What is a Guanaco?

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  • Written By: Mary McMahon
  • Edited By: Bronwyn Harris
  • Last Modified Date: 15 May 2020
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A guanaco is a South American mammal closely related to the llama. Both llamas and guanacos are camelids, meaning that they are in the camel family, and they share a number of traits with their camel relatives. Guanaco herds can be found roaming wild in several South American countries, and the animals are also domesticated and bred in farms for their wool, leather, and meat; guanaco farms can also be found overseas, raising guanacos for much the same purpose.

At a casual glance, a guanaco looks a good deal like a llama, standing a little over three feet (one meter) at the shoulder with a reddish-brown coat, soft upright ears, and a short tail. Females are mature at around one year of age, while males require another two to three years to fully mature, and the animals live in family groups which consist of a male, an assortment of females, and their offspring. Single males may roam on their own, or form up into packs with other single males, in which case they will typically be harried from the territory occupied by a family group.

The guanaco is an herbivore, feeding on grass, scrub, and trees, and the animals are capable of extremely high speeds which allow them to flee predators. Typically, the male is in charge of the group, and the animals communicate with bleats to exchange information about potential threats. The gestation period for a guanaco is 11 months, meaning that females spend much of their adult lives pregnant, because as soon as they deliver, they mate again.

The coat of the guanaco is extremely soft, and often compared to that of the vicuña, a very soft relative. Guanaco wool can be sheared and spun for weaving, knitting, and other textile crafts, and it provides a great deal of insulating warmth to the wearer. Especially in the mountains, the guanaco is also pursued for its meat, and the animals may be harvested for leather, as well; the animals have particularly thick skin on their necks which can be used for a variety of tasks.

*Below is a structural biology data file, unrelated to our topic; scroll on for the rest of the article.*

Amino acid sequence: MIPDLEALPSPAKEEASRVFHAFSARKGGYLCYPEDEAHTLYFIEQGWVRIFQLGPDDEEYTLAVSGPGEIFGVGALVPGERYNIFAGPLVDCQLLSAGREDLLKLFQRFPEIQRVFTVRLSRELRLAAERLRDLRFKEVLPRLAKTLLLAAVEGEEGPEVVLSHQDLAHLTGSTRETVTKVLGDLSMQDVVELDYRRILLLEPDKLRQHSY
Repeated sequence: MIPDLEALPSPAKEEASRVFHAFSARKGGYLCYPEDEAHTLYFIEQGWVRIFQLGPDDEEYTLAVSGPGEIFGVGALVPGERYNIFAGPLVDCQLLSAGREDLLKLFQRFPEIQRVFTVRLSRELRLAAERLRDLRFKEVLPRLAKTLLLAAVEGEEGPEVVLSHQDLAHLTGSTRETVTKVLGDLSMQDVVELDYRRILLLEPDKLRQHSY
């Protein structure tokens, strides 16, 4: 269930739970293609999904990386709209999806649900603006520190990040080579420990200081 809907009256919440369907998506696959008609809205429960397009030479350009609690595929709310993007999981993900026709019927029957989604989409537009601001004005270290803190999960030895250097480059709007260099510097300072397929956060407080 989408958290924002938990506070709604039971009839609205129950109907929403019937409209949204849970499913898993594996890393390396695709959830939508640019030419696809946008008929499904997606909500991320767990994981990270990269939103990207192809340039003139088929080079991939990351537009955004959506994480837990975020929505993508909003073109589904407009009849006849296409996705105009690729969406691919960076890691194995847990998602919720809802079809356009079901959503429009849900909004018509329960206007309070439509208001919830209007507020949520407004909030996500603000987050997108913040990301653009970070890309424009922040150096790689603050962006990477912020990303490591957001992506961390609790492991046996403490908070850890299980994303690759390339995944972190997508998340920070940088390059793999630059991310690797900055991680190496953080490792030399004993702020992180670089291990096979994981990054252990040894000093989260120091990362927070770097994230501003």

Like camels, guanacos are capable of a formidable kick, and they are not afraid to defend themselves when necessary. The animals can also express displeasure by spitting or grunting; people who work with guanacos usually take the grunt as a warning signal to step back and give the animal some room before it gets testy.

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Post 4

I have been to South America more than once on a missions trip. It is not uncommon to see herds of guanaco when you travel around some of these countries.

If something scares them, it is amazing how much ground they can cover in a short amount of time. One place we were at, I was able to get close enough to touch one of them.

I was surprised how thick and soft the coat was. After feeling that, I can understand why it is often spun and used for different garments and crafts.

Many of the tourist shops had items for sale that were made from guanaco hair.

Post 3

I have never seen any guanaco - at least not in person anyway. If they are similar to llamas, I have a pretty good idea of what they look like and sound like.

We have some neighbors that have all kinds of animals, including some llamas. Once in awhile they get loose and head down our lane.

This causes some instant and loud commotion with my horses. They are very uncomfortable and irritated if they see these llamas running around.

Thankfully, the llamas are easy to case off without any problem, but all of the animal noises and grunts you hear in the meantime can be quite interesting.

Post 2

I have a coat made of guanaco wool. I received it from a friend who went to South America on a vacation a few years ago.

I do not wear it that often because it has a very rustic look to it, but I am glad to have it. It is very soft and warm and it is woven into a native pattern. I would like to wear it more it just doesn't really fit in with my style.

Post 1

Last year my husband and I went to Argentina and we saw a guanaco. As a matter of fact we saw a whole pack of them.

We were on a bus tour in the rural and mountainous part of the country. At one point the bus was forced to stop because a whole herd of guanaco was milling around in the road. The driver got out and tried to shoo them away but they didn't give him much attention. They just kept milling around until it suited them to move. Kind of annoying but they are beautiful animals.

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